G2Crowd Rating: 4.5 / 5 (277 ratings)
Pricing: Free for one project, $15/mo for 3 projects, $25/mo for unlimited projects, $100/mo if you want to have access for up to 5 team members.
Cool Features: This seems to be the top choice for larger teams. Comments can be pinned to specific areas on the mock up and are attributed in real time to the commenter.
G2Crowd Rating: 4.3 / 5 (55 reviews)
Pricing: Marvel is free for 1 project, $14/mo for unlimited projects, and starts at $56/mo if you want up to 4 users. Pricing will increase / user / month from there.
Cool Features: Their mobile app has a feature where you can take a photo of a drawing and convert it into a prototype in their system. Very cool if you prefer to draw your ideas out on paper before going digital.
G2Crowd Rating: 3.9 / 5 (8 reviews)
Pricing: Free to download, $19/mo for individual, $49/mo for enterprise
Cool Features: You can select lo-fi or hi-fi prototypes. It also comes with pre-configured widgets and icons. Also has the option to be an on-premise solution, for all of your top-secret projects.
G2Crowd Rating: 3.3 / 5 (32 reviews)
Pricing: This is the most confusing pricing out of any of these, so bare with me. It’s $19/user/month for basic, then pricing scales based on the features you are interested in unlocking. $29 is the next tier which includes advanced interactions and exporting capabilities, $98 for 3 users and a new set of features including team commenting. After that, there’s a 4th non-descript “enterprise” level, which is really just code for the fact that they are open to negotiating with really big teams. See more details here.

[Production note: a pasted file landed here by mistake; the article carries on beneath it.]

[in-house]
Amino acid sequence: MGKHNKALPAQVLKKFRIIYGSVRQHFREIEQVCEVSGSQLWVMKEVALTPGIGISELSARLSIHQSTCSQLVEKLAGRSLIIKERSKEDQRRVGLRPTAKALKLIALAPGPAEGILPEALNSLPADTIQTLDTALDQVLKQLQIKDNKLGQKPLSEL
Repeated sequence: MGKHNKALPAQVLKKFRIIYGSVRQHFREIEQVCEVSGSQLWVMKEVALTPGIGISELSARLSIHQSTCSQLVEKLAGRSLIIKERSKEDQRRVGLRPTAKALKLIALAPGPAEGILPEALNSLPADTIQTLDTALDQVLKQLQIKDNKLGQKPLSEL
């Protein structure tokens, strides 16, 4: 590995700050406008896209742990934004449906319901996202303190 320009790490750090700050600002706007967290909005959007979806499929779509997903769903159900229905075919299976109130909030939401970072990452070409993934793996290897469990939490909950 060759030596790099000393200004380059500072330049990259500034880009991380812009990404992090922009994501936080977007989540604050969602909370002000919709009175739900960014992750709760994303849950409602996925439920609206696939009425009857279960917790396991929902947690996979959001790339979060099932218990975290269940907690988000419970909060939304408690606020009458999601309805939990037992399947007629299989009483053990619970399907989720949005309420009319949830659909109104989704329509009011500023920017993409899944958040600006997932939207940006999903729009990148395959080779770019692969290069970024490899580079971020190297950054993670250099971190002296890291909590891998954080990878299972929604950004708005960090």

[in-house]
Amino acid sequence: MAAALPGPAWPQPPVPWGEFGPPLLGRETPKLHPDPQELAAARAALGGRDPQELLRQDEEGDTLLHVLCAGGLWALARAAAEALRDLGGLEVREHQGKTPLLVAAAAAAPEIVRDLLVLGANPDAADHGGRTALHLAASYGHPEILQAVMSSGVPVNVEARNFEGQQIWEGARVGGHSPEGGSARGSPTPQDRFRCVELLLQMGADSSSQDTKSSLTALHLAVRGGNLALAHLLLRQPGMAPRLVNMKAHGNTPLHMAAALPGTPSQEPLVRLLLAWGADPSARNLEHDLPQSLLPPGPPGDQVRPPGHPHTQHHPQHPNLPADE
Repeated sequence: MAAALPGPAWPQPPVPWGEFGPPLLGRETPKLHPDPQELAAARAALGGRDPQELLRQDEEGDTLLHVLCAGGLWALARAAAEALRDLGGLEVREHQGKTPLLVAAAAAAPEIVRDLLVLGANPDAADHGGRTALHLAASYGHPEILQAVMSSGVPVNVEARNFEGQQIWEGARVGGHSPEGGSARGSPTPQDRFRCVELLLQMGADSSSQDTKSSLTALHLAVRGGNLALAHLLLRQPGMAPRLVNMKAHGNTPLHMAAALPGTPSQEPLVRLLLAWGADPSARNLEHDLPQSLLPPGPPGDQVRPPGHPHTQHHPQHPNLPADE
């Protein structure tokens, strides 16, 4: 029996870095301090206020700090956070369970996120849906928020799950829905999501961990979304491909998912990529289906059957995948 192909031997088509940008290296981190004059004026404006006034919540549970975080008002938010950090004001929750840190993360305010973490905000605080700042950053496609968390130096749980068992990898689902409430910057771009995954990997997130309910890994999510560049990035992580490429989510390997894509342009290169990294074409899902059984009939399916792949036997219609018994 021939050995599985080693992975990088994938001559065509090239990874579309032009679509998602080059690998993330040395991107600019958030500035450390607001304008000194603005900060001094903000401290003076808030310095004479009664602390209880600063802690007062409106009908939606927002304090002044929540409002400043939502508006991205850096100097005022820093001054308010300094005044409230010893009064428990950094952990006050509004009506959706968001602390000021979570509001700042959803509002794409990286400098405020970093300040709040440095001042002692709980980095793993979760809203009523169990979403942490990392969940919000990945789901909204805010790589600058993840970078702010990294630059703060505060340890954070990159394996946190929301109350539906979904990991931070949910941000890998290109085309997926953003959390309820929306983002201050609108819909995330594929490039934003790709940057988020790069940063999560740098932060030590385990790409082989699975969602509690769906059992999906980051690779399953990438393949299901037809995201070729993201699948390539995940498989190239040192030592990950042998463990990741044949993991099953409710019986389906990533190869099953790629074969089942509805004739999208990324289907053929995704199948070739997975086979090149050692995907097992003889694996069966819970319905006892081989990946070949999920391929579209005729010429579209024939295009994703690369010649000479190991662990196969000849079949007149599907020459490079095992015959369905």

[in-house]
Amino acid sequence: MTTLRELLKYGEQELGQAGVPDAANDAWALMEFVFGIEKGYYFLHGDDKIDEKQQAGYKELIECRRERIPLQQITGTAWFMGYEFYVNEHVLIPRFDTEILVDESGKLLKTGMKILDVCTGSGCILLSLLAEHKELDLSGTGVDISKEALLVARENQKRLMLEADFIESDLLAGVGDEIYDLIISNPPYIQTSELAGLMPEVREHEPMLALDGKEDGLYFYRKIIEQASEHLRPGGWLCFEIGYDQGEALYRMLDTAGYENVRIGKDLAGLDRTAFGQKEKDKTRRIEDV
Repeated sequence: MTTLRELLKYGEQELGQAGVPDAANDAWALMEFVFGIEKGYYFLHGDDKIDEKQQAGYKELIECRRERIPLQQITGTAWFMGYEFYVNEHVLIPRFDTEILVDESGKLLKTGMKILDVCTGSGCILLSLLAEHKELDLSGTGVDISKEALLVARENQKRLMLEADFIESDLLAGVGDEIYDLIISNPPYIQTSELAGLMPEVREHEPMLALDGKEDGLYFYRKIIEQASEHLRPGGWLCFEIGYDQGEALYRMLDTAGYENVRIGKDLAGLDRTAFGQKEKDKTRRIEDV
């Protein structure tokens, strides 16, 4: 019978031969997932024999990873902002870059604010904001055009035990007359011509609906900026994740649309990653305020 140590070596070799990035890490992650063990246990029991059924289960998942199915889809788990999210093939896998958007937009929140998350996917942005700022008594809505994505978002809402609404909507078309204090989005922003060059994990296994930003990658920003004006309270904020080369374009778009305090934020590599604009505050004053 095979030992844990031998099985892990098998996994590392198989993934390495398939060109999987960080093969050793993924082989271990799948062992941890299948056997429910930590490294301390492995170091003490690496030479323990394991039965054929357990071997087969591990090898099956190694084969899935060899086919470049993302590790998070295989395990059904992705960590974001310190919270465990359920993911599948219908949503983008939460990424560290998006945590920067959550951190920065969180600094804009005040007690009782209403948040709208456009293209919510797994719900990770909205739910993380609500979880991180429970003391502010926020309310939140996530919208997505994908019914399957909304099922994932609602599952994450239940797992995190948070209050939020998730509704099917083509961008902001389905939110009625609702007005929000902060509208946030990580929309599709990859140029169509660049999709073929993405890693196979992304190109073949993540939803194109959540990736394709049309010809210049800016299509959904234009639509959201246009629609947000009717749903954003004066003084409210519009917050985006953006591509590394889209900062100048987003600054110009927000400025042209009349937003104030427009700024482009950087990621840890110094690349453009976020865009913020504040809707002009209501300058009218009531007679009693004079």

Cool Features: From the reviews I’ve read, it looks like UXPin differentiates itself through offering high quality, personal customer service. UXPin also recently announced support for design systems.
G2Crowd Rating: (not on G2crowd)
Cool Features: This tool was built by designers at Facebook, and they use it for all of their prototypes in house. It looks like this app is geared more toward the iOS developer than anything else. It boasts an integration with Apple’s Quartz Composer. It also looks like you can copy and paste directly from sketch into Origami, which is pretty cool.
Usability Testing Tools
G2Crowd Rating: 4.4 / 5 (42 reviews)
Web or Native?: Web
Description: Hotjar offers a full suite of usability focused products for websites. The suite includes heatmaps, user session recordings, conversion funnels, feedback polls, form analysis, surveys, usability test recruitment tools and more.
Pricing: Hotjar offers different pricing packages for individuals, businesses and agencies. Their pricing is based on the number of pageviews / day your website gets. There’s a 15 day free trial and a 30 day money-back guarantee. Their business pricing starts at 20,000 page views / day and costs $89 / month. 50,000 page views / day is $189 / month, 120k pageviews / day is $289 / month, and 400,000 pageviews / day is $589 / month. If you have more than 2MM pageviews / day, you’ll need to contact their sales team to negotiate a deal.
G2Crowd Rating: 4.4 / 5 (18 reviews)